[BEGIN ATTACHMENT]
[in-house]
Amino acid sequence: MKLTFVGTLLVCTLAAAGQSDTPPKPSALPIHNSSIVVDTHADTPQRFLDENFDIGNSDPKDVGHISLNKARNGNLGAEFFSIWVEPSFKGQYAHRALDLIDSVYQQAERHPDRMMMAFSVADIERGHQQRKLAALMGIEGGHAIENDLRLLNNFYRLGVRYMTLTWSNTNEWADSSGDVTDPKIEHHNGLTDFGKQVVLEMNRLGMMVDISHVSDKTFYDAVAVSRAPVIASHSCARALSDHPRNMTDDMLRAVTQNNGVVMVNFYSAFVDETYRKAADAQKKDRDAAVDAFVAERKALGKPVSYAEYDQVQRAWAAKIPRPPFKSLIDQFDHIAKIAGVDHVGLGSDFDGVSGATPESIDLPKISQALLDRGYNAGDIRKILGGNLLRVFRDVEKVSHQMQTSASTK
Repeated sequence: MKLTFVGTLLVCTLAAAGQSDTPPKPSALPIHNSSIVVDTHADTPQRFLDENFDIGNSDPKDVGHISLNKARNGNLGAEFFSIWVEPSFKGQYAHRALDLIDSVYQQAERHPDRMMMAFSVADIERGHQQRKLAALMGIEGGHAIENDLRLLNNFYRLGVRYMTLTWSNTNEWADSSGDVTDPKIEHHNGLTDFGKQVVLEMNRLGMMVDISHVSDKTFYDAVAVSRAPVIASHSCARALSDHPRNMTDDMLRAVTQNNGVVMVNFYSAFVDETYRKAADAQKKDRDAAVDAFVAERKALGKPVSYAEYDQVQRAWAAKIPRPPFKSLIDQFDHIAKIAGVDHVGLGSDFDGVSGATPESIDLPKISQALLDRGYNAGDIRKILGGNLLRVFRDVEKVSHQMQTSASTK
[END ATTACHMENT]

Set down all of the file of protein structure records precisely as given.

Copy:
[in-house]
Amino acid sequence: MKLTFVGTLLVCTLAAAGQSDTPPKPSALPIHNSSIVVDTHADTPQRFLDENFDIGNSDPKDVGHISLNKARNGNLGAEFFSIWVEPSFKGQYAHRALDLIDSVYQQAERHPDRMMMAFSVADIERGHQQRKLAALMGIEGGHAIENDLRLLNNFYRLGVRYMTLTWSNTNEWADSSGDVTDPKIEHHNGLTDFGKQVVLEMNRLGMMVDISHVSDKTFYDAVAVSRAPVIASHSCARALSDHPRNMTDDMLRAVTQNNGVVMVNFYSAFVDETYRKAADAQKKDRDAAVDAFVAERKALGKPVSYAEYDQVQRAWAAKIPRPPFKSLIDQFDHIAKIAGVDHVGLGSDFDGVSGATPESIDLPKISQALLDRGYNAGDIRKILGGNLLRVFRDVEKVSHQMQTSASTK
Repeated sequence: MKLTFVGTLLVCTLAAAGQSDTPPKPSALPIHNSSIVVDTHADTPQRFLDENFDIGNSDPKDVGHISLNKARNGNLGAEFFSIWVEPSFKGQYAHRALDLIDSVYQQAERHPDRMMMAFSVADIERGHQQRKLAALMGIEGGHAIENDLRLLNNFYRLGVRYMTLTWSNTNEWADSSGDVTDPKIEHHNGLTDFGKQVVLEMNRLGMMVDISHVSDKTFYDAVAVSRAPVIASHSCARALSDHPRNMTDDMLRAVTQNNGVVMVNFYSAFVDETYRKAADAQKKDRDAAVDAFVAERKALGKPVSYAEYDQVQRAWAAKIPRPPFKSLIDQFDHIAKIAGVDHVGLGSDFDGVSGATPESIDLPKISQALLDRGYNAGDIRKILGGNLLRVFRDVEKVSHQMQTSASTK